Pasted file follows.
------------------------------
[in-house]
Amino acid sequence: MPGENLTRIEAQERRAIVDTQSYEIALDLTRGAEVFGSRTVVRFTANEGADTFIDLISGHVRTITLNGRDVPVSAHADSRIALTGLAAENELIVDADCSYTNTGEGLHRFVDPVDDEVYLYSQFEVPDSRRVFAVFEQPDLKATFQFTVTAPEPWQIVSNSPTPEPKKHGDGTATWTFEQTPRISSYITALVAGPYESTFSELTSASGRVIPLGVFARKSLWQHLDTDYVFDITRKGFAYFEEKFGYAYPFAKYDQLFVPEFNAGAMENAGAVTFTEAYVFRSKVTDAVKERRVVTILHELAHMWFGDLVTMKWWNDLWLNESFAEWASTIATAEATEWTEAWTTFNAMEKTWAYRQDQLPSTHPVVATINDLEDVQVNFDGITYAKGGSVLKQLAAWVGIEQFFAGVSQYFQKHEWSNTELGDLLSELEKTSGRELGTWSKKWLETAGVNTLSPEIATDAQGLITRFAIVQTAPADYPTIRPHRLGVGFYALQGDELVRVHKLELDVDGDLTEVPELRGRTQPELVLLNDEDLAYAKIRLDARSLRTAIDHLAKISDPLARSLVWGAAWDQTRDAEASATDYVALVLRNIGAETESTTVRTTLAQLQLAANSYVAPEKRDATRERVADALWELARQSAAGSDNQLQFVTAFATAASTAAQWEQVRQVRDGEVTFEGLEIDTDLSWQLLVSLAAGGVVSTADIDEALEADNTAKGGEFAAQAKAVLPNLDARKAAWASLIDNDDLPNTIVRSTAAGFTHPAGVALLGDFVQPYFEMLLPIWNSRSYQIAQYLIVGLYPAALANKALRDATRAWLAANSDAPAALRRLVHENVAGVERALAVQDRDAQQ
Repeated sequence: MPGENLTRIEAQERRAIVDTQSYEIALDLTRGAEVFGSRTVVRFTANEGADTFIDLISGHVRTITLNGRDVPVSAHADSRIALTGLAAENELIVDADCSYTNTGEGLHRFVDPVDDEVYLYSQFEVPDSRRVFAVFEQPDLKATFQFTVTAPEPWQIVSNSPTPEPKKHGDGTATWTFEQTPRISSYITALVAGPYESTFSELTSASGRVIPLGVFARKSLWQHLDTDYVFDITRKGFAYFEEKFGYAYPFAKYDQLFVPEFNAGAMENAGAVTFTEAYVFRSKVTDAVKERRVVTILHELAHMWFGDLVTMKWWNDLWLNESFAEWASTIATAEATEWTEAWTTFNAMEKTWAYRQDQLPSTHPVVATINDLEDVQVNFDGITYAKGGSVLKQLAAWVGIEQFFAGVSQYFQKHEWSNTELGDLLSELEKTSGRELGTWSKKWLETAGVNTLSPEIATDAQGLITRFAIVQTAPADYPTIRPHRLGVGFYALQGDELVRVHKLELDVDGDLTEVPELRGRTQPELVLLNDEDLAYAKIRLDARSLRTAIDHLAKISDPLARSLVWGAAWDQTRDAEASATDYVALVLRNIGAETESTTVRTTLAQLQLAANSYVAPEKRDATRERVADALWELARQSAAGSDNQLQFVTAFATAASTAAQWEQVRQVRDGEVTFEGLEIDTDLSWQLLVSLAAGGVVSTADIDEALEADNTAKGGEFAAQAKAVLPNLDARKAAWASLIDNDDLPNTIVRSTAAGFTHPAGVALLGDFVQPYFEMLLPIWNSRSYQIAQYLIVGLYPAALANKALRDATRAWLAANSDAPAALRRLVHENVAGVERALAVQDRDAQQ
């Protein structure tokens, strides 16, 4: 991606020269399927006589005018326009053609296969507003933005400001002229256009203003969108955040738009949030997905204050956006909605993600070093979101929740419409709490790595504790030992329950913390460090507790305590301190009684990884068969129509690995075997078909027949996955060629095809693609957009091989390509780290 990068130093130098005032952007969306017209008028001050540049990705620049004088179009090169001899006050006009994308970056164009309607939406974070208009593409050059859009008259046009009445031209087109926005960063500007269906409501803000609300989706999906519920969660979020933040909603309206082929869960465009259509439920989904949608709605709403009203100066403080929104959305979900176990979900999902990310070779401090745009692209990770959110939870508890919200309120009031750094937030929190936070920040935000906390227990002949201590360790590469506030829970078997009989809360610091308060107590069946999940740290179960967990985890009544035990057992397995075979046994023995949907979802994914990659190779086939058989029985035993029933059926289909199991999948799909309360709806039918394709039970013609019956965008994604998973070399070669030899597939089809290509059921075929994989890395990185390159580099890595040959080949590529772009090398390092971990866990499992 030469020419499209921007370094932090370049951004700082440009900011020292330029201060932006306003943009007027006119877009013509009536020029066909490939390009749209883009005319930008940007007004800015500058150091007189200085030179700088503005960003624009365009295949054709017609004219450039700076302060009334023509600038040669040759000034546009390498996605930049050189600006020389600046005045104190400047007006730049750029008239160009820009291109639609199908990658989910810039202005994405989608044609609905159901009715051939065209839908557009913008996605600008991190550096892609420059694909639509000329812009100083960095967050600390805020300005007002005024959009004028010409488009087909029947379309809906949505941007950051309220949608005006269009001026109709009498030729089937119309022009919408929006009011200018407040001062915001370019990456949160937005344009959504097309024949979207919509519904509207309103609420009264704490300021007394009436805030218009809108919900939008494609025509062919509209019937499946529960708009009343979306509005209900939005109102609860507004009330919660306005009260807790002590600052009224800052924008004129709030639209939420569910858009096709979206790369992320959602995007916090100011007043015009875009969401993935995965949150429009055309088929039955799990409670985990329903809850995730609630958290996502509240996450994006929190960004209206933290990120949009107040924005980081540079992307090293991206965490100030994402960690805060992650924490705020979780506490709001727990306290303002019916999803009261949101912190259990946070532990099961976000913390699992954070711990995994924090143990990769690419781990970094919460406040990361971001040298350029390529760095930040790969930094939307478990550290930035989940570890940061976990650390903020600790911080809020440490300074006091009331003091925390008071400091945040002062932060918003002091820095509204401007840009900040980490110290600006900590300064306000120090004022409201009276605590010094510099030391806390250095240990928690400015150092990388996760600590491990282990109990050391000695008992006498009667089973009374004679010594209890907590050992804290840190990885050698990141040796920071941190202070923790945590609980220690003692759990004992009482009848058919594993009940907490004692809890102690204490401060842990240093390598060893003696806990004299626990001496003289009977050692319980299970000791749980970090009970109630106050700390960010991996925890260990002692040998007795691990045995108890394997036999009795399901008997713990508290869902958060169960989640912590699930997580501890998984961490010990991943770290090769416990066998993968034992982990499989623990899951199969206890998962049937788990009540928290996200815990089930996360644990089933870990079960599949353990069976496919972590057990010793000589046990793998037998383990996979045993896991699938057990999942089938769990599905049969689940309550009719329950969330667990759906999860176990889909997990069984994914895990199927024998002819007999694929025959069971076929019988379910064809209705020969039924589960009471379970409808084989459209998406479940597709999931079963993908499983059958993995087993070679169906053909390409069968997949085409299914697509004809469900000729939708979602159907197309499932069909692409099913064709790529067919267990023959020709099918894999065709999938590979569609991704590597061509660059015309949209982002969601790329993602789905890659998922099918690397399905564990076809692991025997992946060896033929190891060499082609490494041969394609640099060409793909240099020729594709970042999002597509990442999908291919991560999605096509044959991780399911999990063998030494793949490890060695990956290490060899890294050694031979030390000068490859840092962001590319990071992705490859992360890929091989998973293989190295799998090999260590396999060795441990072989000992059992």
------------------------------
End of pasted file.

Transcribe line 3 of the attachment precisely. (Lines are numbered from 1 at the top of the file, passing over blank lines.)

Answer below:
Repeated sequence: MPGENLTRIEAQERRAIVDTQSYEIALDLTRGAEVFGSRTVVRFTANEGADTFIDLISGHVRTITLNGRDVPVSAHADSRIALTGLAAENELIVDADCSYTNTGEGLHRFVDPVDDEVYLYSQFEVPDSRRVFAVFEQPDLKATFQFTVTAPEPWQIVSNSPTPEPKKHGDGTATWTFEQTPRISSYITALVAGPYESTFSELTSASGRVIPLGVFARKSLWQHLDTDYVFDITRKGFAYFEEKFGYAYPFAKYDQLFVPEFNAGAMENAGAVTFTEAYVFRSKVTDAVKERRVVTILHELAHMWFGDLVTMKWWNDLWLNESFAEWASTIATAEATEWTEAWTTFNAMEKTWAYRQDQLPSTHPVVATINDLEDVQVNFDGITYAKGGSVLKQLAAWVGIEQFFAGVSQYFQKHEWSNTELGDLLSELEKTSGRELGTWSKKWLETAGVNTLSPEIATDAQGLITRFAIVQTAPADYPTIRPHRLGVGFYALQGDELVRVHKLELDVDGDLTEVPELRGRTQPELVLLNDEDLAYAKIRLDARSLRTAIDHLAKISDPLARSLVWGAAWDQTRDAEASATDYVALVLRNIGAETESTTVRTTLAQLQLAANSYVAPEKRDATRERVADALWELARQSAAGSDNQLQFVTAFATAASTAAQWEQVRQVRDGEVTFEGLEIDTDLSWQLLVSLAAGGVVSTADIDEALEADNTAKGGEFAAQAKAVLPNLDARKAAWASLIDNDDLPNTIVRSTAAGFTHPAGVALLGDFVQPYFEMLLPIWNSRSYQIAQYLIVGLYPAALANKALRDATRAWLAANSDAPAALRRLVHENVAGVERALAVQDRDAQQ